EGMR: Forthcoming judgment on Thursday 31 January 2019 – Williamson v. Germany (no. 64496/17)

The applicant, Richard Williamson, is a British national who was born in 1940 and lives in Kent (the United Kingdom). He is a bishop and a former member of the Society of Saint Pius X. The case concerns the applicant’s complaint about his criminal conviction for incitement to hatred.

In November 2008 a journalist working for the Swedish television channel SVT-1 interviewed Mr Williamson at the seminary of the Society of Saint Pius X in Zaitzkofen, Germany. The applicant did not reside in Germany at that time. After talking about religious matters, the journalist changed the topic and a dialogue ensued in which Mr Williamson stated that he believed there were no gas chambers during the time of the Nazi regime.

In October 2009 the Regensburg District Court issued a penal order (Strafbefehl) against Mr Williamson, finding him guilty of incitement to hatred and sentencing him to a fine of € 12,000. Following various appeals, in February 2012 the Nuremberg Court of Appeal discontinued the proceedings, finding that the penal order did not meet the necessary requirements as it had not contained a description of the relevant facts defining the offence. In October 2012 the Regensburg District Court, at the public prosecutor’s request, issued another penal order against Mr Williamson for incitement to hatred, sentencing him to a fine of € 6500. On an appeal by the applicant, the District Court convicted him of incitement to hatred and sentenced him to a fine of € 1800. Mr Williamson’s conviction was upheld on further appeal. The competent Regional Court considered that the applicant’s statement denying the existence of gas chambers during the Nazi period and the killing of Jews in those gas chambers had constituted a denial of acts of genocide committed under the rule of National Socialism. In the Regional Court’s view, Mr Williamson, when giving the interview, had understood and accepted that it might be viewed by a larger group of persons, including in Germany, via satellite television or the Internet. It had been clear to him that his statements could attract interest around the world, but particularly so in Germany on account of the country’s history, the interview taking place in Germany and the fact that the Pope at that time, Pope Benedict XVI, was German.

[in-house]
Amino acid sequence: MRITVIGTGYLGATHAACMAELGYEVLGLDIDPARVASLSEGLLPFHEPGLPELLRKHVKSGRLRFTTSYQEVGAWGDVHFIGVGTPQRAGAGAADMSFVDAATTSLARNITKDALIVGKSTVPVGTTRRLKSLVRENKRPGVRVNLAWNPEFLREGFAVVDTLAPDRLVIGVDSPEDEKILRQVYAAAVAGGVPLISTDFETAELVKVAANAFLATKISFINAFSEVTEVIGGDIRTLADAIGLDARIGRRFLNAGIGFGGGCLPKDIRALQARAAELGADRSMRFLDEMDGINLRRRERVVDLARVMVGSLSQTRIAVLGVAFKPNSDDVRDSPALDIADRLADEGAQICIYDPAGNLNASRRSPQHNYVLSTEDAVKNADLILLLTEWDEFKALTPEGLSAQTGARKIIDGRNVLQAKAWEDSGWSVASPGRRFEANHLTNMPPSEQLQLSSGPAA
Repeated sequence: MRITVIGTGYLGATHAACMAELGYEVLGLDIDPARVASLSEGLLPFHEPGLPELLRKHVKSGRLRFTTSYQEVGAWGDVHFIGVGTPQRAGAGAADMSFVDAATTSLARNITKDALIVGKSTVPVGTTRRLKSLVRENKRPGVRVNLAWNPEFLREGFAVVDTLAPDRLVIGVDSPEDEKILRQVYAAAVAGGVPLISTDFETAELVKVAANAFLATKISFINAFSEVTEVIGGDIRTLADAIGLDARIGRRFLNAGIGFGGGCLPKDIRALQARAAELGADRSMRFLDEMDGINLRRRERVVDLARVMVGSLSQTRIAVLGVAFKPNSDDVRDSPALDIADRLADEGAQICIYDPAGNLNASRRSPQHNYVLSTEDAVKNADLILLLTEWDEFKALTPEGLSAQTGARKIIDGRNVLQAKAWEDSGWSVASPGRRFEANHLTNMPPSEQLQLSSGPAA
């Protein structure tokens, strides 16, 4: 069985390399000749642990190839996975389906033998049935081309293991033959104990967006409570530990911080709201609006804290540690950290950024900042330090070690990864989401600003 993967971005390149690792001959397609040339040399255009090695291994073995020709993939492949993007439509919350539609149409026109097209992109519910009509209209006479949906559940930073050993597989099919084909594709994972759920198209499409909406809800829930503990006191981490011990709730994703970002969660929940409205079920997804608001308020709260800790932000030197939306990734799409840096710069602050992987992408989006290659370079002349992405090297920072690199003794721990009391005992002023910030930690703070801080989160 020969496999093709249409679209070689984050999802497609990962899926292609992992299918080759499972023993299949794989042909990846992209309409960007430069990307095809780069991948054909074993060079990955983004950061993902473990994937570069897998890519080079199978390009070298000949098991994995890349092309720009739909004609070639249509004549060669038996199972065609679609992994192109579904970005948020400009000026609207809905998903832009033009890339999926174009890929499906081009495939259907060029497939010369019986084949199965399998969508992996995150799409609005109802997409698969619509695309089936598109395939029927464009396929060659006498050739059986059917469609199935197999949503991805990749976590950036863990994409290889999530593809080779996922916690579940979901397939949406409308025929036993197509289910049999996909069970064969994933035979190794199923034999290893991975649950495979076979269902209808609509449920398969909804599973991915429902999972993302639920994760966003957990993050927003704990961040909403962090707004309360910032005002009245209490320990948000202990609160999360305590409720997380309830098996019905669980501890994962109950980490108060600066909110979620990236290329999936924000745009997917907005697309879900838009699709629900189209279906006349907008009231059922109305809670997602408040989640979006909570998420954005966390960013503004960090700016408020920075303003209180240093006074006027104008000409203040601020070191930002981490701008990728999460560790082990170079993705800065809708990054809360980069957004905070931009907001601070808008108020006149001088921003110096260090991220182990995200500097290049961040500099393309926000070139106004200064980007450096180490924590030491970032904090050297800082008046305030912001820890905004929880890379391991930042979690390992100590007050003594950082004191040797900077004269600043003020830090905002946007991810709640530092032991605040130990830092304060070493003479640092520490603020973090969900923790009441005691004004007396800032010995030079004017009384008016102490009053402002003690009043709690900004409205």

An appeal by Mr Williamson on points of law was dismissed as was a request to be heard and an appeal lodged against that judgment. In March 2017 the Federal Constitutional Court declined to accept a constitutional complaint by the applicant for adjudication.

Relying on Article 10 (freedom of expression), Mr Williamson complains that his criminal conviction for incitement to hatred had breached his right to freedom of expression. In particular, he argues that German law was not applicable to his statements as the offence had not been committed in Germany but in Sweden where that statement was broadcast – and where it was not subject to criminal liability. Moreover, he had never intended that his statement should be broadcast in Germany and had tried everything in his power to prevent that.

Press release ECHR 020 (2019) 23.01.2019

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